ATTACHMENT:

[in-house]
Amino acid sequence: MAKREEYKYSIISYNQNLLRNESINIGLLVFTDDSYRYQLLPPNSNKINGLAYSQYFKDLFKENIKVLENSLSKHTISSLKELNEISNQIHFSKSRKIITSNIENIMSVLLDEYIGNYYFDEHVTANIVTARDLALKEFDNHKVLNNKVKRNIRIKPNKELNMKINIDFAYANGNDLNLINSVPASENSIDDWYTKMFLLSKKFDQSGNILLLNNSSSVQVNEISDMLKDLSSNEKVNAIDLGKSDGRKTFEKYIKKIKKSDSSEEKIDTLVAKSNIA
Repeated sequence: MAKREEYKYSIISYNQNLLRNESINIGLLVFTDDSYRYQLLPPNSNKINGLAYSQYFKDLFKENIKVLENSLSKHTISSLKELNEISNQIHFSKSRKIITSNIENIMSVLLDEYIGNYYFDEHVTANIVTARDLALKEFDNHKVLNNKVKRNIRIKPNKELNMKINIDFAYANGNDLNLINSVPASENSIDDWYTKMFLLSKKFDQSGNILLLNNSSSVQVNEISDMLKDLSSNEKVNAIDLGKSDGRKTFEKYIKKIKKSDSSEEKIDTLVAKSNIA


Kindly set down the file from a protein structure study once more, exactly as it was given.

[in-house]
Amino acid sequence: MAKREEYKYSIISYNQNLLRNESINIGLLVFTDDSYRYQLLPPNSNKINGLAYSQYFKDLFKENIKVLENSLSKHTISSLKELNEISNQIHFSKSRKIITSNIENIMSVLLDEYIGNYYFDEHVTANIVTARDLALKEFDNHKVLNNKVKRNIRIKPNKELNMKINIDFAYANGNDLNLINSVPASENSIDDWYTKMFLLSKKFDQSGNILLLNNSSSVQVNEISDMLKDLSSNEKVNAIDLGKSDGRKTFEKYIKKIKKSDSSEEKIDTLVAKSNIA
Repeated sequence: MAKREEYKYSIISYNQNLLRNESINIGLLVFTDDSYRYQLLPPNSNKINGLAYSQYFKDLFKENIKVLENSLSKHTISSLKELNEISNQIHFSKSRKIITSNIENIMSVLLDEYIGNYYFDEHVTANIVTARDLALKEFDNHKVLNNKVKRNIRIKPNKELNMKINIDFAYANGNDLNLINSVPASENSIDDWYTKMFLLSKKFDQSGNILLLNNSSSVQVNEISDMLKDLSSNEKVNAIDLGKSDGRKTFEKYIKKIKKSDSSEEKIDTLVAKSNIA